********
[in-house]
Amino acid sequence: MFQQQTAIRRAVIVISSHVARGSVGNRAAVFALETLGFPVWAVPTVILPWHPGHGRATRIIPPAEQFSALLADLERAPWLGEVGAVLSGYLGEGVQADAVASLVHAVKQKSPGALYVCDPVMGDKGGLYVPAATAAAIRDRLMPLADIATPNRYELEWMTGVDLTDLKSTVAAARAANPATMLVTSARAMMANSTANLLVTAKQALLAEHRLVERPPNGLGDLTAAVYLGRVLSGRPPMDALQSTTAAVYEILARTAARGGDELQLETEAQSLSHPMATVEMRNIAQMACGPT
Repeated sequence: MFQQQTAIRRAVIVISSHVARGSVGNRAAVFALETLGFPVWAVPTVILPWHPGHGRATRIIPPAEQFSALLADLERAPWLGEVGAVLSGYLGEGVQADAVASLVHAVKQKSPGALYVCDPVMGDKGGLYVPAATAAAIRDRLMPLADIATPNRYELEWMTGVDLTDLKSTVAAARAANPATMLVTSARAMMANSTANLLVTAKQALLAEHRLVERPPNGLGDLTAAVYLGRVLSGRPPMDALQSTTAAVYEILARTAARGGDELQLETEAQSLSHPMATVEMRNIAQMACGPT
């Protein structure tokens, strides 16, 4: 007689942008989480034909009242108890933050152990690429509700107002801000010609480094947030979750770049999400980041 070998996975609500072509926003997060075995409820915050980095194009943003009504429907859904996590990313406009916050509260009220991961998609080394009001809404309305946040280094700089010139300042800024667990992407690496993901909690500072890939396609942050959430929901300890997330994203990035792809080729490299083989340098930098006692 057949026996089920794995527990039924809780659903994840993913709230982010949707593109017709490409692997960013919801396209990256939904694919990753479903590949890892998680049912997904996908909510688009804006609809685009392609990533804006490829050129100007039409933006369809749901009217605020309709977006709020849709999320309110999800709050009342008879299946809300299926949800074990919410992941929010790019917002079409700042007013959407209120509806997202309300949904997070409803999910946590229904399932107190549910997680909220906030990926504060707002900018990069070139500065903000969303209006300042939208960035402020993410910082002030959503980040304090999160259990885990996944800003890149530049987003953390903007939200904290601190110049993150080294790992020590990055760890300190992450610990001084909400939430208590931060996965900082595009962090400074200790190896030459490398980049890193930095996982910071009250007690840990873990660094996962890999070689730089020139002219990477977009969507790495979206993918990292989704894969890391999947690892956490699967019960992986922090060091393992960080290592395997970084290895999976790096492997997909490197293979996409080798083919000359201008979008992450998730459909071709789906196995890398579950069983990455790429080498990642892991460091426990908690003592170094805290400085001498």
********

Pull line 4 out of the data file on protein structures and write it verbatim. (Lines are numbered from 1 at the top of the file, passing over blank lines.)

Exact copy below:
């Protein structure tokens, strides 16, 4: 007689942008989480034909009242108890933050152990690429509700107002801000010609480094947030979750770049999400980041 070998996975609500072509926003997060075995409820915050980095194009943003009504429907859904996590990313406009916050509260009220991961998609080394009001809404309305946040280094700089010139300042800024667990992407690496993901909690500072890939396609942050959430929901300890997330994203990035792809080729490299083989340098930098006692 057949026996089920794995527990039924809780659903994840993913709230982010949707593109017709490409692997960013919801396209990256939904694919990753479903590949890892998680049912997904996908909510688009804006609809685009392609990533804006490829050129100007039409933006369809749901009217605020309709977006709020849709999320309110999800709050009342008879299946809300299926949800074990919410992941929010790019917002079409700042007013959407209120509806997202309300949904997070409803999910946590229904399932107190549910997680909220906030990926504060707002900018990069070139500065903000969303209006300042939208960035402020993410910082002030959503980040304090999160259990885990996944800003890149530049987003953390903007939200904290601190110049993150080294790992020590990055760890300190992450610990001084909400939430208590931060996965900082595009962090400074200790190896030459490398980049890193930095996982910071009250007690840990873990660094996962890999070689730089020139002219990477977009969507790495979206993918990292989704894969890391999947690892956490699967019960992986922090060091393992960080290592395997970084290895999976790096492997997909490197293979996409080798083919000359201008979008992450998730459909071709789906196995890398579950069983990455790429080498990642892991460091426990908690003592170094805290400085001498």